This is a great item, I have the flatter version. I’ve had mine up for a few years and shows no sign of wear. It’s powder coated aluminium so no rust issues and very well made. Does rock in high wind a bit but as long as you are fixing into a strong substrate this won’t move. I’ve placed mine in front of my garage which has a fence one side and put on a composite side on the other side which shelters about 90% of the sun in my situation. It survived absolutely fine with the heavy snow we had a couple of years ago. The roof panels bowed with the weight of the snow and ice but went back to normal once it had melted. As others have said you never have to defrost the windows in the winter and keeps car cool in the summer. The panels do rattle a little in heavy wind but have never lifted, they push in from the sides and are in quite big channels. I wouldn’t want to try and stand on them but would likely have to snap in the wind for them to pull out. I have added several motion lights a ring camera along with 2 solar panels to mine which power the garage and camera. I live in Wales with horrible weather at times and wouldn’t hesitate in recommending.
Edited by: "dellboy82" 19th May
jplewis7619/05/2020 09:43

Good as a car port or lean to but I think it'll look more like a bus …Good as a car port or lean to but I think it'll look more like a bus shelter in a garden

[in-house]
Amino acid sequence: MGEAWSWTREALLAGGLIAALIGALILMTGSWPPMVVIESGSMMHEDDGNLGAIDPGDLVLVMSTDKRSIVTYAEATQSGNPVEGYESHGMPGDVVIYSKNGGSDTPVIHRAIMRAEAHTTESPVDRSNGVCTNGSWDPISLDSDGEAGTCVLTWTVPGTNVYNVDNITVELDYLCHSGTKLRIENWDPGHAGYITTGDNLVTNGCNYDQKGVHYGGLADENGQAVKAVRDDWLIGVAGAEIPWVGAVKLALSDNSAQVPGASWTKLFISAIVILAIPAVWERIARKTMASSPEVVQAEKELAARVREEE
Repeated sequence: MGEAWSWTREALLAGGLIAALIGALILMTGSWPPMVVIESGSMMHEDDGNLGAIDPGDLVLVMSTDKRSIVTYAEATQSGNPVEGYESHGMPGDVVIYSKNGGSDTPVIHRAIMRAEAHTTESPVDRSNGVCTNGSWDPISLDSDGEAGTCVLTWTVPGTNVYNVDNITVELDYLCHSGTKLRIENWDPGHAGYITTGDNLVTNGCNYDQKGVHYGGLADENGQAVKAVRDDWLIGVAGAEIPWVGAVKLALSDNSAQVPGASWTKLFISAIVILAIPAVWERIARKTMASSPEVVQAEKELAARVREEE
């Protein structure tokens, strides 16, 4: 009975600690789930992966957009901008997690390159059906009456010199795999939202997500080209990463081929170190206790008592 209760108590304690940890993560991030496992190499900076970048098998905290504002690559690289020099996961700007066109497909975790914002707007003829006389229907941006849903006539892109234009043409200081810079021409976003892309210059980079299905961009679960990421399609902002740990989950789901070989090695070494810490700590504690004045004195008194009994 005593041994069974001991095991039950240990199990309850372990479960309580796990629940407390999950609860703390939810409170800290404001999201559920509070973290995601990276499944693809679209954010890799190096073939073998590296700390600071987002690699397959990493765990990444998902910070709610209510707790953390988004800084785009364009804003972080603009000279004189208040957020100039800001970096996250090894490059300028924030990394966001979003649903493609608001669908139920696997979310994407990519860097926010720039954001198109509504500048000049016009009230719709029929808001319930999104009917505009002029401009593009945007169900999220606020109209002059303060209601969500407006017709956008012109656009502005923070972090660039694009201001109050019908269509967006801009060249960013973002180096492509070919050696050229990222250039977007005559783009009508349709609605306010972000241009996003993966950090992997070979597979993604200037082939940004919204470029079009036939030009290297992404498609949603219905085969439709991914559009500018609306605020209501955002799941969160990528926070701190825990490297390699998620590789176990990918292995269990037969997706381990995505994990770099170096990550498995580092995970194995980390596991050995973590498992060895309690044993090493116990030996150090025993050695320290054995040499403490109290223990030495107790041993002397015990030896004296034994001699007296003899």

Out door open gym!
sofiathefirst119/05/2020 09:55

A thousand quid for a temporary car shelter when most other times it is …A thousand quid for a temporary car shelter when most other times it is probably parked without cover. I'm struggling to see where the value is.......except for being the only person down your street to have one.


Not sure but it seems to be the trend in continental europe, at least for people who cant put a garage up

Im not sure what to think of it tbf

40801711-LqhT6.jpgId probably bulid something like this if I had to..
Edited by: "Krizzo3" 19th May
Can you imagine the noise when it rains! 6mm polycarbonate you’d have to put ear protectors on to get to your car.
You better pray there's not a strong wind with this thing
This is a good for when working on your car. My partner is always doing something on his and obvs won’t when it’s raining , so heat from me
It is amazing how greedy people are ready to spend a thousand pounds for something that doesn't protect their car in any way. I've seen some wanting this just because it looks cool in the neighbours yard. God sake.
If this is fitted tight to side of house where flue from boiler terminates, the clearances from window etc may be to small now, potentially allowing products of combustion back into house.
Just incase anyone hadn't taken that into consideration
Edited by: "Allan_Mcmillan" 19th May
jojo_8619/05/2020 15:11

This is a good for when working on your car. My partner is always doing …This is a good for when working on your car. My partner is always doing something on his and obvs won’t when it’s raining , so heat from me


Also, the roof is thermally insulated so should be nice and toasty working on it in winter.